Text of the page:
Using Wing with matplotlib

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Wing is a Python IDE that can be used to develop, test, and debug Python code written for matplotlib, a powerful plotting library.

Two versions of Wing are appropriate for use with this document: Wing Pro is the full-featured Python IDE for professional developers, and Wing Personal is a free alternative with reduced feature set.

If you do not already have Wing installed, download it now.

This document describes how to configure Wing for matplotlib. To get started using Wing as your Python IDE, please refer to the tutorial in Wing's Help menu or read the Quickstart Guide.

Working in the Python Shell

Users of matplotlib often work interactively in the Python command line shell. For example, two plots could be shown in succession by typing the following:

from pylab import plot,show,close
x = range(10)
y = [2, 8, 3, 9, 4]

In some environments, the show() call above will block until the plot window is closed. To avoid this, Wing modifies the matplotlib event loop in such a way that the show() call will not block when entered in the integrated Python Shell, and the plot window will be updated continuously as additional commands are typed. In fact show() is not needed at all here since Wing automatically shows and updates plots once plot() is called, but calling it is not a problem.

Code from the editor can be executed in the Python Shell using the Evaluate File in Python Shell item in the Source menu or with the Evaluate Selection in Python Shell item in the editor context menu (right click). By default the Python Shell restarts before evaluating a whole file; this can be disabled in the Python Shell's Options menu.

This special event loop support has been implemented for the TkAgg, GTKAgg, GtkCairo, WXAgg (for wxPython 2.5+), Qt5Agg, Qt4Agg, and MacOSX backends. It will not work with other backends.

Working in the Debugger

When executing code that includes show() in the debugger, Wing will block within the show() call just as Python would outside of the debugger if launched on the same file. This is by design, since the debugger seeks to replicate Python run non-interactively.

To work interactively with matplotlib code launched in the debugger set a breakpoint where you want to stop, and then work in the Debug Console. Type show() in the Debug Console if your plot is not yet visible, or call matplotlib.interactive(True) to put matplotlib into interactive mode so that calling show() is no longer necessary.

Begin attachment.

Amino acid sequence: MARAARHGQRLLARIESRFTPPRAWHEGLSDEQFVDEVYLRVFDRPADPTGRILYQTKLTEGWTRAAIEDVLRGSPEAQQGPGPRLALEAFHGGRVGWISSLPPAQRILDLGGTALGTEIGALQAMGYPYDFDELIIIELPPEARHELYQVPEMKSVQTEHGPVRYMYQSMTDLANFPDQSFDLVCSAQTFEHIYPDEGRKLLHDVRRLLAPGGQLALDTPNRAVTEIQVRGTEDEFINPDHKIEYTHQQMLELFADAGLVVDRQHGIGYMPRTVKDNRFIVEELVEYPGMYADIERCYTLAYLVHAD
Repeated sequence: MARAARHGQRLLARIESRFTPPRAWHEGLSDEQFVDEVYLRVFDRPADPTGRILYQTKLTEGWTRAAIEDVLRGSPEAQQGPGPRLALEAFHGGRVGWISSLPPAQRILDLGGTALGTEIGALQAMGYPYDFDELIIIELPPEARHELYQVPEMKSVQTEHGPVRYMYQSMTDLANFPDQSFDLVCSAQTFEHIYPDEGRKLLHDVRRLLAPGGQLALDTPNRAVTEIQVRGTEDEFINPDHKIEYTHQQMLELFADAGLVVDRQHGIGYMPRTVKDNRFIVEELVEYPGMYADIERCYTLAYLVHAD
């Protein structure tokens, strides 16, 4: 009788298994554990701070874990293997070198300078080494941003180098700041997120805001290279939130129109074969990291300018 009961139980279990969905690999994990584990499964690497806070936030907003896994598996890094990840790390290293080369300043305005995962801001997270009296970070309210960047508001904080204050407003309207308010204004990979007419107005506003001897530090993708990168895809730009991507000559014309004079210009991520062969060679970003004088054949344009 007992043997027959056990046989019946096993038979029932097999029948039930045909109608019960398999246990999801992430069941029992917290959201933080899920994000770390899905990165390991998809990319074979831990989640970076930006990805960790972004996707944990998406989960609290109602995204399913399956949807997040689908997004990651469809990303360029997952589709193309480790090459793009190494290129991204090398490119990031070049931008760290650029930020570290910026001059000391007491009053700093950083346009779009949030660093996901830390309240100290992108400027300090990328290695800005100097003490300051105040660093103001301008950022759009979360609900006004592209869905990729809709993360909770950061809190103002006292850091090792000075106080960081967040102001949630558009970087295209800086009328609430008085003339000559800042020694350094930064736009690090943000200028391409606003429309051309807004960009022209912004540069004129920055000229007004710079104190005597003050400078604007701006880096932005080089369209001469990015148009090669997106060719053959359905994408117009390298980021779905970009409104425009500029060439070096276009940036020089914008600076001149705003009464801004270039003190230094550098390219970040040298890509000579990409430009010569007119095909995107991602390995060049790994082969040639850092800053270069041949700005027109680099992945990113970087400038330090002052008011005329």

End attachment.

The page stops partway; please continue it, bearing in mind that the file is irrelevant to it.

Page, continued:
Wing adds an item Evaluate Selection in Debug Console to the editor's right-click context menu when the debugger is active.


If show() blocks when typed in the Python Shell or Debug Console, if plots fail to update, or if you run into other event loop problems working with matplotlib you can:

(1) When working in the Debug Console, evaluate the imports that set up matplotlib first, so that Wing can initialize its event loop support before show() is called. Evaluating a whole file at once in the Debug Console (but not the Python Shell) will cause show() to block if matplotlib was not previously imported.

(2) In case there is a problem with the specific matplotlib backend that you are using, try the following as a way to switch to another backend before issuing any other commands:

import matplotlib

Instad of TkAgg you may can also try Qt5Agg (which requires that Qt5 is installed) or WebAgg (which uses a web browser for plot display).

(3) Try disabling the matplotlib support entirely in Project Properties under the Extensions tab and then restart the Python Shell from its Options menu and restart your debug process, if any. However, this prevents interactive use of matplotlib in the Python Shell and Debug Console.

Please email if you run into problems that you cannot resolve.

Related Documents

For more information see: